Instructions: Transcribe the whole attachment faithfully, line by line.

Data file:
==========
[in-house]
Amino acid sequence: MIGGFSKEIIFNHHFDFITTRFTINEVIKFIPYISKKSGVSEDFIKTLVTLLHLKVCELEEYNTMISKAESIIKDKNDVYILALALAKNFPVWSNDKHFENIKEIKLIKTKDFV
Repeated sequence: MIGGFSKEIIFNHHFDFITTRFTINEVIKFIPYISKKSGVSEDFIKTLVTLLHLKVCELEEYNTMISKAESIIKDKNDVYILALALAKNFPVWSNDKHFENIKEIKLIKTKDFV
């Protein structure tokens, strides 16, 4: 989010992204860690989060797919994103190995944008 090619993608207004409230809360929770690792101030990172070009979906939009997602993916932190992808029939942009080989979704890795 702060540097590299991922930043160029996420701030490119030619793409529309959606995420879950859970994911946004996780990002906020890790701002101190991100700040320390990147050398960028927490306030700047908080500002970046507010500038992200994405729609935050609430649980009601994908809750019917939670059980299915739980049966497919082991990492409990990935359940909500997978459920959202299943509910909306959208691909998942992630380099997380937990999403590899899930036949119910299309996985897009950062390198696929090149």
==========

[in-house]
Amino acid sequence: MIGGFSKEIIFNHHFDFITTRFTINEVIKFIPYISKKSGVSEDFIKTLVTLLHLKVCELEEYNTMISKAESIIKDKNDVYILALALAKNFPVWSNDKHFENIKEIKLIKTKDFV
Repeated sequence: MIGGFSKEIIFNHHFDFITTRFTINEVIKFIPYISKKSGVSEDFIKTLVTLLHLKVCELEEYNTMISKAESIIKDKNDVYILALALAKNFPVWSNDKHFENIKEIKLIKTKDFV
């Protein structure tokens, strides 16, 4: 989010992204860690989060797919994103190995944008 090619993608207004409230809360929770690792101030990172070009979906939009997602993916932190992808029939942009080989979704890795 702060540097590299991922930043160029996420701030490119030619793409529309959606995420879950859970994911946004996780990002906020890790701002101190991100700040320390990147050398960028927490306030700047908080500002970046507010500038992200994405729609935050609430649980009601994908809750019917939670059980299915739980049966497919082991990492409990990935359940909500997978459920959202299943509910909306959208691909998942992630380099997380937990999403590899899930036949119910299309996985897009950062390198696929090149």